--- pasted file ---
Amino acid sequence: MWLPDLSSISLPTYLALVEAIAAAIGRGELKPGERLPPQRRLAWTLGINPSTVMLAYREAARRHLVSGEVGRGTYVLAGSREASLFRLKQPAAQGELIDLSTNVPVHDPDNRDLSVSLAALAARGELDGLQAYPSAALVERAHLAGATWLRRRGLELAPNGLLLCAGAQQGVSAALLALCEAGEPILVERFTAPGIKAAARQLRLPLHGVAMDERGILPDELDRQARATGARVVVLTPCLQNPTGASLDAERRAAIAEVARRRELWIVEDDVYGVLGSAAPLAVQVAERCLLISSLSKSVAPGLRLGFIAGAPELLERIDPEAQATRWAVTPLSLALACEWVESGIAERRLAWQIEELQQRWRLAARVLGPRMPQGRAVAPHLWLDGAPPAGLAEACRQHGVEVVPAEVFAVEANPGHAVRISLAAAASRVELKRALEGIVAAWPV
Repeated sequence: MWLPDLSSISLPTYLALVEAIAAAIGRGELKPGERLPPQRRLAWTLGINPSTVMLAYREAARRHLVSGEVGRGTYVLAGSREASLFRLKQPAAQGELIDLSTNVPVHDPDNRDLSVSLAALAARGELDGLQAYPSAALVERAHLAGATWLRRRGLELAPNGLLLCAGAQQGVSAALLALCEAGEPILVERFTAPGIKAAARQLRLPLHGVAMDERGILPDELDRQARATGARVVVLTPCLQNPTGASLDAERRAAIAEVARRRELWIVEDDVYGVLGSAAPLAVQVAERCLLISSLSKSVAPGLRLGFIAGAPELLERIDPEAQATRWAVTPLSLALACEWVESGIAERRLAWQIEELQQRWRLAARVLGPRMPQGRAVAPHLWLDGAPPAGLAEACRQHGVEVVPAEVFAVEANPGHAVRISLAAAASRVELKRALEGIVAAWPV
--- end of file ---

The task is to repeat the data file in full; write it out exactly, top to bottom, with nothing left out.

Amino acid sequence: MWLPDLSSISLPTYLALVEAIAAAIGRGELKPGERLPPQRRLAWTLGINPSTVMLAYREAARRHLVSGEVGRGTYVLAGSREASLFRLKQPAAQGELIDLSTNVPVHDPDNRDLSVSLAALAARGELDGLQAYPSAALVERAHLAGATWLRRRGLELAPNGLLLCAGAQQGVSAALLALCEAGEPILVERFTAPGIKAAARQLRLPLHGVAMDERGILPDELDRQARATGARVVVLTPCLQNPTGASLDAERRAAIAEVARRRELWIVEDDVYGVLGSAAPLAVQVAERCLLISSLSKSVAPGLRLGFIAGAPELLERIDPEAQATRWAVTPLSLALACEWVESGIAERRLAWQIEELQQRWRLAARVLGPRMPQGRAVAPHLWLDGAPPAGLAEACRQHGVEVVPAEVFAVEANPGHAVRISLAAAASRVELKRALEGIVAAWPV
Repeated sequence: MWLPDLSSISLPTYLALVEAIAAAIGRGELKPGERLPPQRRLAWTLGINPSTVMLAYREAARRHLVSGEVGRGTYVLAGSREASLFRLKQPAAQGELIDLSTNVPVHDPDNRDLSVSLAALAARGELDGLQAYPSAALVERAHLAGATWLRRRGLELAPNGLLLCAGAQQGVSAALLALCEAGEPILVERFTAPGIKAAARQLRLPLHGVAMDERGILPDELDRQARATGARVVVLTPCLQNPTGASLDAERRAAIAEVARRRELWIVEDDVYGVLGSAAPLAVQVAERCLLISSLSKSVAPGLRLGFIAGAPELLERIDPEAQATRWAVTPLSLALACEWVESGIAERRLAWQIEELQQRWRLAARVLGPRMPQGRAVAPHLWLDGAPPAGLAEACRQHGVEVVPAEVFAVEANPGHAVRISLAAAASRVELKRALEGIVAAWPV